Outpatient phenothiazine use and bone marrow depression. A report from the drug epidemiology unit and the Boston collaborative drug surveillance program. Swett, J. Archives of general psychiatry, 32(11):1416–1418, November, 1975.
abstract   bibtex   
Phenothiazine-induced bone marrow depression (BMD) was evaluated in three separate but complementary data bases: (1) Among 1,048 patients admitted to psychiatric hospitals, there was no evidence of subclinical depression of the white blood cell (WBC) count attributable to phenothiazines used before admission. (2) Among 18,587 medical inpatients, there were 34 patients admitted for BMD in the absence of neoplasia or prior cytotoxic drug therapy; one of the latter reported using chlorpromazine hydrochloride, but it is doubtful whether this drug was the cause of the BMD. (3) Among 24,795 medical, surgical, and gynecological patients surveyed over a ten-month period in 1972, there were four who were admitted for BMD; one of the latter had a reversible leukopenia attributed to trifluoperazine hydrochloride.
@article{swett_outpatient_1975,
	title = {Outpatient phenothiazine use and bone marrow depression. {A} report from the drug epidemiology unit and the {Boston} collaborative drug surveillance program},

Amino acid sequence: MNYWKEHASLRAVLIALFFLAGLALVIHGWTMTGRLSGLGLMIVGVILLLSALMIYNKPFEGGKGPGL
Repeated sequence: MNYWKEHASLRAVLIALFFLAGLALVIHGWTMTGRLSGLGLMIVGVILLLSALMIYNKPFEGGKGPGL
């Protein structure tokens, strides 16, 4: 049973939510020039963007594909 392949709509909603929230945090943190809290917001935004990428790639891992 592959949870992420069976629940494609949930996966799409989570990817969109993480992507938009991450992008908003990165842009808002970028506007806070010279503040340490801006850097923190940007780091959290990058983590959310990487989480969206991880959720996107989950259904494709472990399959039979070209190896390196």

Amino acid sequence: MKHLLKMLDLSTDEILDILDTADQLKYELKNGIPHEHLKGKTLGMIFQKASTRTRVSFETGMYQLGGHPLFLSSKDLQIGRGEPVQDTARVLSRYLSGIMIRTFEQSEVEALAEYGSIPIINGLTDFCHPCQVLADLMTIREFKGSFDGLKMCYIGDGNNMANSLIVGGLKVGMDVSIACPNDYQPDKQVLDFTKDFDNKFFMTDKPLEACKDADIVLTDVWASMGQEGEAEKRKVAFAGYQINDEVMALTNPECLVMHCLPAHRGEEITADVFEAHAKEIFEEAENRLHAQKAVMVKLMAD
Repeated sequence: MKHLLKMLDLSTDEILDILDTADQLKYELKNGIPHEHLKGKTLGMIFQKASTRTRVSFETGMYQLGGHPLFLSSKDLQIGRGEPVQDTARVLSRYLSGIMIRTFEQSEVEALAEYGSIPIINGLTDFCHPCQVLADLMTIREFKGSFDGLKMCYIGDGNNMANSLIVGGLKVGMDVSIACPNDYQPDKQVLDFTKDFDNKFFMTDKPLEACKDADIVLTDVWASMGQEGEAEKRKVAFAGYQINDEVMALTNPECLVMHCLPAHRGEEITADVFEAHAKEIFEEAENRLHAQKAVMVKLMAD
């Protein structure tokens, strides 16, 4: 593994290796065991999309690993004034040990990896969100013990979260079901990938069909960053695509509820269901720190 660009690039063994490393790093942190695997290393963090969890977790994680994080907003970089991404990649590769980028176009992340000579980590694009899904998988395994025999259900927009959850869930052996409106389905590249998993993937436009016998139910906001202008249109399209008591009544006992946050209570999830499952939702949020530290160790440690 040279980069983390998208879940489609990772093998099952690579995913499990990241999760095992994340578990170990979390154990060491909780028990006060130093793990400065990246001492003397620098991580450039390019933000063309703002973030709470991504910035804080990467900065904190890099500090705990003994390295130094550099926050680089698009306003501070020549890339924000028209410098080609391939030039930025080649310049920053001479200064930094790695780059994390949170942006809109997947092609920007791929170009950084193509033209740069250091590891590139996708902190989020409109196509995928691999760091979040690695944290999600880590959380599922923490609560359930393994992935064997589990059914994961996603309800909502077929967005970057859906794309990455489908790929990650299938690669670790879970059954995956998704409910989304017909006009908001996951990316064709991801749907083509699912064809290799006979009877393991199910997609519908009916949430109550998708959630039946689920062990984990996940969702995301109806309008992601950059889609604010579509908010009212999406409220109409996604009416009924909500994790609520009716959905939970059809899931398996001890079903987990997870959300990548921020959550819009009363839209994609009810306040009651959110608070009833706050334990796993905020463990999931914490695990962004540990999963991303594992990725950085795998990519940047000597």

volume = {32},
	issn = {0003-990X},
	abstract = {Phenothiazine-induced bone marrow depression (BMD) was evaluated in three separate but complementary data bases: (1) Among 1,048 patients admitted to psychiatric hospitals, there was no evidence of subclinical depression of the white blood cell (WBC) count attributable to phenothiazines used before admission. (2) Among 18,587 medical inpatients, there were 34 patients admitted for BMD in the absence of neoplasia or prior cytotoxic drug therapy; one of the latter reported using chlorpromazine hydrochloride, but it is doubtful whether this drug was the cause of the BMD. (3) Among 24,795 medical, surgical, and gynecological patients surveyed over a ten-month period in 1972, there were four who were admitted for BMD; one of the latter had a reversible leukopenia attributed to trifluoperazine hydrochloride.},
	language = {eng},
	number = {11},
	journal = {Archives of general psychiatry},
	author = {Swett, Jr, C},
	month = nov,
	year = {1975},
	pmid = {978},
	keywords = {Ambulatory Care, Antipsychotic Agents, Female, Humans, Leukopenia, Male, Mental Disorders, Phenothiazines},
	pages = {1416--1418},
}

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